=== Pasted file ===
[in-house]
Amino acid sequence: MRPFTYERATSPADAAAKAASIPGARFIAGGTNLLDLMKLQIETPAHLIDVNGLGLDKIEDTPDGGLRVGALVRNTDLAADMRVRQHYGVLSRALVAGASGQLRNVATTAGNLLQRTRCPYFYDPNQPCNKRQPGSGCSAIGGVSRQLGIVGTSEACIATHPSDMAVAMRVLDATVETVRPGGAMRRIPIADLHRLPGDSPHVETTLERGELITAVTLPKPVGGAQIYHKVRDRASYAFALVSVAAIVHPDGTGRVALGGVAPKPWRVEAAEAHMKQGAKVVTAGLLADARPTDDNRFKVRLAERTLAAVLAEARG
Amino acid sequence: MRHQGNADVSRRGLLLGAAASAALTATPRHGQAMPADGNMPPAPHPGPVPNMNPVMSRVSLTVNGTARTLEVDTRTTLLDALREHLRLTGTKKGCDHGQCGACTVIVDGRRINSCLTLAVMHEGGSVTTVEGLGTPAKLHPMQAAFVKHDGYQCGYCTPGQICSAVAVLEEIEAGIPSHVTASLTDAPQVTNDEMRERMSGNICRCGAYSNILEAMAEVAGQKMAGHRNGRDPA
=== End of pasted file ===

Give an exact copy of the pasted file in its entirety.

[in-house]
Amino acid sequence: MRPFTYERATSPADAAAKAASIPGARFIAGGTNLLDLMKLQIETPAHLIDVNGLGLDKIEDTPDGGLRVGALVRNTDLAADMRVRQHYGVLSRALVAGASGQLRNVATTAGNLLQRTRCPYFYDPNQPCNKRQPGSGCSAIGGVSRQLGIVGTSEACIATHPSDMAVAMRVLDATVETVRPGGAMRRIPIADLHRLPGDSPHVETTLERGELITAVTLPKPVGGAQIYHKVRDRASYAFALVSVAAIVHPDGTGRVALGGVAPKPWRVEAAEAHMKQGAKVVTAGLLADARPTDDNRFKVRLAERTLAAVLAEARG
Amino acid sequence: MRHQGNADVSRRGLLLGAAASAALTATPRHGQAMPADGNMPPAPHPGPVPNMNPVMSRVSLTVNGTARTLEVDTRTTLLDALREHLRLTGTKKGCDHGQCGACTVIVDGRRINSCLTLAVMHEGGSVTTVEGLGTPAKLHPMQAAFVKHDGYQCGYCTPGQICSAVAVLEEIEAGIPSHVTASLTDAPQVTNDEMRERMSGNICRCGAYSNILEAMAEVAGQKMAGHRNGRDPA